18th Plenary Session of the Congress
Strasbourg, 18 March 2010
Speaking notes for Rapporteur Mme Marjan HAAK-GRIFFIOEN, Netherlands (NI)
Regional democracy in Switzerland – Chamber of the Regions
- It is a pleasure for me to present, in my capacity as rapporteur, the monitoring report on regional democracy in Switzerland.
- This is the first ever monitoring of regional self-government in Switzerland carried out by the Congress and it’s particularly pleasant to note that its elaboration and adoption coincide with the Swiss Chairmanship of the Council of Europe.
- Before going into any detail about the presented text, I should inform, that initially Jean-Claude Van Cauwenberghe, a distinguished, now former member of this Congress, was the rapporteur for regional democracy in Switzerland. He has headed the Congress delegation during the monitoring visit to Switzerland in May 2009 and, based on his findings, has prepared and elaborated this very interesting report and recommendation.
- In the meantime, since his mandate as Congress rapporteur expired in early 2010, I was appointed as a new rapporteur for this report. I fully share the conclusions reached by the previous rapporteur and agree with them, therefore I happily accepted the nomination. Please allow me to thank, on behalf of all of us, Mr Van Cauwenberghe, for his remarkable work, which I have now taken over.
- Colleagues, the report deals mainly with cantonal self-government in Switzerland, its structure and functioning, the major reforms of recent years, as well as their conformity with European standards.
- Although the content of the report bears principally on cantonal democracy in Switzerland, it also includes references to the organisation of the municipalities and communes.
- What is remarkable about this report, is that it is the first one carried out by the Congress, which bases its analysis on the Reference Framework on Regional democracy, as noted by the European Ministers responsible for Local and Regional Government during the Ministerial Conference in Utrecht in 2009.
I hope this will set a trend for all future similar reports.
- The fundamental principles of regional self-government, as they are defined in the Reference Framework, are fully respected in Suisse legislation and practice. Regional democracy in Switzerland complies with the democratic principles and the organisational and operational concepts embodied in the Reference Framework.
- The major “Reform of financial equalisation”, has introduced a clearer apportionment of responsibilities between the Confederation and cantons, and made the financial equalisation system more manageable and fairer. Swiss cantons enjoy broad fiscal autonomy as regards the level of contribution.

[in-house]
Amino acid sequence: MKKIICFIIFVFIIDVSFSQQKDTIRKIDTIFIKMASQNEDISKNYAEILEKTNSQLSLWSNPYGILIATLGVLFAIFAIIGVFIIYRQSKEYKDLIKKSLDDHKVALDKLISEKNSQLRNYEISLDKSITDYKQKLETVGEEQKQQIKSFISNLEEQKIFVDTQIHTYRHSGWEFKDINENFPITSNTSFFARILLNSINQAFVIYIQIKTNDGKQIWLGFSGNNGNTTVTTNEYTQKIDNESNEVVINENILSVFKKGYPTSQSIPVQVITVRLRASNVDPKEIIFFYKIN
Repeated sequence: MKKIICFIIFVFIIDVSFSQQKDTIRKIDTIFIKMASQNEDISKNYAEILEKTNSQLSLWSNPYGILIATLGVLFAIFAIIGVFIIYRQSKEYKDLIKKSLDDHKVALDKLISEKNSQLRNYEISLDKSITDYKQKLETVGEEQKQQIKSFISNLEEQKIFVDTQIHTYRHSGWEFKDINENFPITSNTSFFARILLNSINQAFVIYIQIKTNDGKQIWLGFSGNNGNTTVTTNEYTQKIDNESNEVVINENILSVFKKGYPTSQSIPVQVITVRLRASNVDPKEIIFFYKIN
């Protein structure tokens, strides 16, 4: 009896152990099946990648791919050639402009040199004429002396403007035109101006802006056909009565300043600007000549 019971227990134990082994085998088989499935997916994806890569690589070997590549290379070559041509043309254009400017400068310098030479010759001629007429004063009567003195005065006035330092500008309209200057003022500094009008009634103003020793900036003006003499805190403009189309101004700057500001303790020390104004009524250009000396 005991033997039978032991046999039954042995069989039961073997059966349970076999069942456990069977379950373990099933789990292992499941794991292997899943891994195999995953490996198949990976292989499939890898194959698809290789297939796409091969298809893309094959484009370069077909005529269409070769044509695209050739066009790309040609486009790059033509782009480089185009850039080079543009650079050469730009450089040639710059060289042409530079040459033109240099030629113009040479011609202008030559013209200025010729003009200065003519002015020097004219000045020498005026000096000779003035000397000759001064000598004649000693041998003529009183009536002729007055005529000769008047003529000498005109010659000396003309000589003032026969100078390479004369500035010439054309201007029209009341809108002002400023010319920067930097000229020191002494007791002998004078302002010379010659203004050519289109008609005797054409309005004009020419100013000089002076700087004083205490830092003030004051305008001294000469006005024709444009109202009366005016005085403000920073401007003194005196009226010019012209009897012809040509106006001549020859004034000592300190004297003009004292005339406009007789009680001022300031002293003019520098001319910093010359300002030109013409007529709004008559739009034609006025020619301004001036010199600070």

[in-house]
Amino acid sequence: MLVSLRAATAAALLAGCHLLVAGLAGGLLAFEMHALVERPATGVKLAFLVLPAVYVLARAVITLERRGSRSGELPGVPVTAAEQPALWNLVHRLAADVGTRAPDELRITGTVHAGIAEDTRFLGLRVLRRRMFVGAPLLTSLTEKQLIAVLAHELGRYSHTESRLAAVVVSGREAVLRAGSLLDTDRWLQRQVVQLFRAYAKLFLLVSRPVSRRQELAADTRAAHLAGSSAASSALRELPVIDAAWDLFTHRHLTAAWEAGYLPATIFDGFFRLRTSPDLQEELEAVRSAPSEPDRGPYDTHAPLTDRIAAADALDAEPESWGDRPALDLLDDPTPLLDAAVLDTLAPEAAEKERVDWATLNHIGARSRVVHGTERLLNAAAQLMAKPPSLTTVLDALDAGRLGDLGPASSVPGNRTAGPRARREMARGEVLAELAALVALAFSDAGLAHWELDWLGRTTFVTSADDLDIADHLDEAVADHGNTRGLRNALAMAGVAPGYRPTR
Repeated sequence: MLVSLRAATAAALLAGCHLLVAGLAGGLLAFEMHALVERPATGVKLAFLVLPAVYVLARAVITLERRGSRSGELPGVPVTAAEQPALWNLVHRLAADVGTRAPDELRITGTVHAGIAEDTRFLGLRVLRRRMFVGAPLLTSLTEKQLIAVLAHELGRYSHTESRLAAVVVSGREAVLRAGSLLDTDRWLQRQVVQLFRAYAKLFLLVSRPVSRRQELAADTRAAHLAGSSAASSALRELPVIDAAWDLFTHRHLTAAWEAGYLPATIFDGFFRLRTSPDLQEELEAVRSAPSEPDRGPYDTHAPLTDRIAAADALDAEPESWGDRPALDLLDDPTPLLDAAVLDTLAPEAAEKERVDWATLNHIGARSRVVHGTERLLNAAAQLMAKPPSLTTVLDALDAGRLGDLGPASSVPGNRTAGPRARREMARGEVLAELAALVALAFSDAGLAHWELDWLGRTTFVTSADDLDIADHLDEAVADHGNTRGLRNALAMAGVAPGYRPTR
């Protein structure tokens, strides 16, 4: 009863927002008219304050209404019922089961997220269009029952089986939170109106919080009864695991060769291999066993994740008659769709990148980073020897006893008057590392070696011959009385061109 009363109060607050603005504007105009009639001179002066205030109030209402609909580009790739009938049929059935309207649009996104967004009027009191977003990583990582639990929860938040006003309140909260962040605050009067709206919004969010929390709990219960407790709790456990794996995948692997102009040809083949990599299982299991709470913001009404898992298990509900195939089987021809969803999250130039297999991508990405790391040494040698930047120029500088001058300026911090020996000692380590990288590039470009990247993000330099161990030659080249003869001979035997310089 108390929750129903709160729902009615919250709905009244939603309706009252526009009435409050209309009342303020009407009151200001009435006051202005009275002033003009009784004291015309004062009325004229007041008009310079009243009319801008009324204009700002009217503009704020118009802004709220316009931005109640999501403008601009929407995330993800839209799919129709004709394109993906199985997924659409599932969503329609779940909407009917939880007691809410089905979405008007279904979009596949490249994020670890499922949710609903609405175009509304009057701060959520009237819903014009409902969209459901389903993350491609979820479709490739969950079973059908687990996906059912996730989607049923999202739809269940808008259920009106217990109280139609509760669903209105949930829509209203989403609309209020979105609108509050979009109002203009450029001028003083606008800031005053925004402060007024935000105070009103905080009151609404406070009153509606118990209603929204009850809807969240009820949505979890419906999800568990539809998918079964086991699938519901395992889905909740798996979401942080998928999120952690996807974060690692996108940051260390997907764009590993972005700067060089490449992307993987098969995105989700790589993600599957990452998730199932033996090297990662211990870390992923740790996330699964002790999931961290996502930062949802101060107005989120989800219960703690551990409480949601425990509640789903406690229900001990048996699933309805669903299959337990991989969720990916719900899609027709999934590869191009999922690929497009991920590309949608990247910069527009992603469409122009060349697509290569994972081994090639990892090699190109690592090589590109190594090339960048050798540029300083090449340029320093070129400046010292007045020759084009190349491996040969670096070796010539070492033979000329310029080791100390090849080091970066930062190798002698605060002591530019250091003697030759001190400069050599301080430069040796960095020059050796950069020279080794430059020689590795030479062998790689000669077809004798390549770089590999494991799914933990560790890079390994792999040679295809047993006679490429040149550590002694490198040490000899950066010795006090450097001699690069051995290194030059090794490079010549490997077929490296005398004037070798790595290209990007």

- Swiss cantons are systematically consulted on matters of concern to them. The Conference of Cantonal Governments plays a very special role on the Swiss political scene.
- Swiss institutions, on federal as well as cantonal level, take appropriately into consideration the rights of minorities, in conformity with norms and principles established by the Council of Europe in this respect. We hope that the "Question of Jura", as it is often referred to by our Suisse colleagues; will also achieve a negotiated solution through the ongoing constructive dialogue.
- Colleagues the well-developed practice of direct democracy is an essential feature of the Swiss political system. Cantonal autonomy is exercised in this area too, since the cantons have the right to choose for themselves how the citizens may participate in political decisions.
- Following the visit to Switzerland by Congress delegation and the drafting of this report, an important event marked the political landscape in Switzerland: on 29 November 2009, the Swiss population accepted a popular initiative calling for a ban on building new minarets on Swiss territory.
- We at the Congress were closely following these developments, and therefore this report mentions our concern about possible abuses of the application, without additional safeguards, of popular initiatives, which may contravene the obligations derived from international law.
- The presented recommendation draws the Swiss authorities' attention to a few areas, which could be the subject of possible reform. Amongst others the recommendation calls upon Swiss authorities to
a. consider a structural reform at municipal level and establishing a model for agglomeration structures. This emerging 3rd tier of government seems less fully developed than the others.
b. make a critical review of the proliferation of intercantonal agreements such as those concluded between the Confederation and the cantons. An analysis would be useful for rationalising them in order to guard against a risk of dispersal and unduly bureaucratic implementation;
c. consider the possibility of finding new institutional foundations for regulating intercantonal agreements and their application, so as to let traditional direct democracy operate, and the elected representatives exercise their full political responsibility, in this respect;
- The text of the Recommendation includes a detailed list of these and other suggestions, which will hopefully be taken into due consideration by competent Suisse authorities.
- In summary, I should like to stress that regional democracy in Switzerland is extremely elaborate and highly developed. It is dynamic, lively and progressive, and is experienced directly by citizens.
- It operates in the context of a federation which arose from Switzerland’s historical, geographical, religious and sociological development. It has all the features of an efficient, coherent system enabling this “country of differences” with such a highly complex territorial structure and different communities to live in harmony and relative consensus.